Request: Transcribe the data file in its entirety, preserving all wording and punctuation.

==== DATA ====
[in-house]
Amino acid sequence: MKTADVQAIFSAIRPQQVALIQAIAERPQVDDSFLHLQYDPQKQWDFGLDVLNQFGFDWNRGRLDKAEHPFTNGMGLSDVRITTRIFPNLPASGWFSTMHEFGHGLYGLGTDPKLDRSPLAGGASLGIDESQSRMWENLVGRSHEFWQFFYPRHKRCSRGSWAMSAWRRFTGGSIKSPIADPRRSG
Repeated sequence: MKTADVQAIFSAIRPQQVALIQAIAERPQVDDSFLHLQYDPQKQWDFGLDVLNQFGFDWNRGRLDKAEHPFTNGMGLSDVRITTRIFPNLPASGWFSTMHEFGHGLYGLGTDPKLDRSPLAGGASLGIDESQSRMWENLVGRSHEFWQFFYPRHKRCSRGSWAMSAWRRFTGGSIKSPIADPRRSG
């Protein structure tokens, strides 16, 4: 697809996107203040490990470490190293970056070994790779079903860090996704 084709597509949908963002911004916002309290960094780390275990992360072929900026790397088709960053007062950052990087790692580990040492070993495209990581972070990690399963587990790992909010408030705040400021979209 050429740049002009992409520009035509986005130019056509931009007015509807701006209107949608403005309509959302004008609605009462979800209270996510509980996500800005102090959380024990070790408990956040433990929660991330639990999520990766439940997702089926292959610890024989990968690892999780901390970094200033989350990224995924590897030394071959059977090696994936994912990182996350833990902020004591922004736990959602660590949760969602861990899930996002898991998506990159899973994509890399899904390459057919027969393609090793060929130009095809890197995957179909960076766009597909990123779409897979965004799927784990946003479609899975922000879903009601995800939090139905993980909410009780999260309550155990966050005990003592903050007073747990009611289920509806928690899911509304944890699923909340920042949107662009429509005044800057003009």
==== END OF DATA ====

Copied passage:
[in-house]
Amino acid sequence: MKTADVQAIFSAIRPQQVALIQAIAERPQVDDSFLHLQYDPQKQWDFGLDVLNQFGFDWNRGRLDKAEHPFTNGMGLSDVRITTRIFPNLPASGWFSTMHEFGHGLYGLGTDPKLDRSPLAGGASLGIDESQSRMWENLVGRSHEFWQFFYPRHKRCSRGSWAMSAWRRFTGGSIKSPIADPRRSG
Repeated sequence: MKTADVQAIFSAIRPQQVALIQAIAERPQVDDSFLHLQYDPQKQWDFGLDVLNQFGFDWNRGRLDKAEHPFTNGMGLSDVRITTRIFPNLPASGWFSTMHEFGHGLYGLGTDPKLDRSPLAGGASLGIDESQSRMWENLVGRSHEFWQFFYPRHKRCSRGSWAMSAWRRFTGGSIKSPIADPRRSG
């Protein structure tokens, strides 16, 4: 697809996107203040490990470490190293970056070994790779079903860090996704 084709597509949908963002911004916002309290960094780390275990992360072929900026790397088709960053007062950052990087790692580990040492070993495209990581972070990690399963587990790992909010408030705040400021979209 050429740049002009992409520009035509986005130019056509931009007015509807701006209107949608403005309509959302004008609605009462979800209270996510509980996500800005102090959380024990070790408990956040433990929660991330639990999520990766439940997702089926292959610890024989990968690892999780901390970094200033989350990224995924590897030394071959059977090696994936994912990182996350833990902020004591922004736990959602660590949760969602861990899930996002898991998506990159899973994509890399899904390459057919027969393609090793060929130009095809890197995957179909960076766009597909990123779409897979965004799927784990946003479609899975922000879903009601995800939090139905993980909410009780999260309550155990966050005990003592903050007073747990009611289920509806928690899911509304944890699923909340920042949107662009429509005044800057003009």